Dr. Faisal BariMs. Bhutto and Maulana Fazlur Rahman have hinted that they are not convinced that elections should be boycotted as that would leave the field open for Muslim League-Q, and Musharraf will again have a Q-League government and without any effective opposition in the assemblies even. They have also hinted at the fact that they learnt their lessons about boycotts from the 1985 non-party election.
But this seems like a very strange argument to make. The two of them seem to be saying that even though we know that there is a martial law in the country, there is no independent judiciary or an independent election commission, there are no basic rights, there is no constitution, the whimsies of one person, backed by the military might of a standing army, is the law, and there is no hope even of things changing before elections, we should still go for elections. The hope that Ms. Bhutto is expressing, is of course, that though she knows she will not get a fair deal, but she would rather fight this election and then come into power and change the system from within.
This seems like a really bad and far fetched argument. If Musharraf is not willing to give all parties a fair shot at the polls now, why will he allow anyone to change anything if he is able to get quite a few Q-Leaguers in the assemblies? And if the hope is that Musharraf will become toothless once he gives up his uniform and then, only as a President, he can be dealt with, the hope is unfounded. What is going to stop the next General from playing the same game?
Even regarding the 1985 elections, it is not clear what lesson has Benazir learnt from it and if this was even the right lesson to learn. The boycott of the 1985 election did reduce the credibility of the election and it was only in 3 years that we were at polls again. And not only that, it was partially the 1985 boycott that allowed Benazir to make a significant comeback in the 1988 elections. But even more to the point, Benazir won in 1988, but came into power after making quite a few compromises, was she able to change the system then? Fighting elections under the present situation, when the system is totally stacked against politicians, even if she wins, will she be able to do anything at all?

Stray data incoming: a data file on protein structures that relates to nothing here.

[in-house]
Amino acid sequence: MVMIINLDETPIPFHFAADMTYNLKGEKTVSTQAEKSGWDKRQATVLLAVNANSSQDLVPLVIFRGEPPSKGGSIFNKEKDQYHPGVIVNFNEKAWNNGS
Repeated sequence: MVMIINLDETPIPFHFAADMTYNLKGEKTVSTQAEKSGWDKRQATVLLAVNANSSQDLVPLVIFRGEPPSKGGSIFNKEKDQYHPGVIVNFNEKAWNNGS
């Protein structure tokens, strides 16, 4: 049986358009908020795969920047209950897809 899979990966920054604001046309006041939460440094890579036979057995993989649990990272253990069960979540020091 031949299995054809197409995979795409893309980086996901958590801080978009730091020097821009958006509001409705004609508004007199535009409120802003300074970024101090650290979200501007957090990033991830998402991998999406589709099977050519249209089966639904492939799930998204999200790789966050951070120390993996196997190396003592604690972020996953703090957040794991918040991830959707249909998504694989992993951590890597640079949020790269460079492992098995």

Right now the world has seen and knows very clearly that this entire issue of imposition of martial law was wrong and misguided. And even though the US needs Musharraf to do its dirty work and kill more Pakistanis, it still cannot justify what Musharraf did 3 weeks ago. They, even if for form sake only, have to continuously say that martial law should be removed, and the constitution and basic rights restored. For the rest of the world, as expressed by the Commonwealth and even some individual countries, what Musharraf did was completely wrong. Surveys show that the majority of Pakistanis also think that the imposition of the martial law was unwarranted and unjustified. Under the circumstances if the bigger parties of Pakistan, PPP, PML-N, the Jamaat, JUI and so on, boycott the elections, and if elections go ahead under these circumstances, there will be no credibility for these elections anywhere in the world. Musharraf might succeed in bringing his selected group back in power, but it is very unlikely that that arrangement will work beyond a few days or a few months.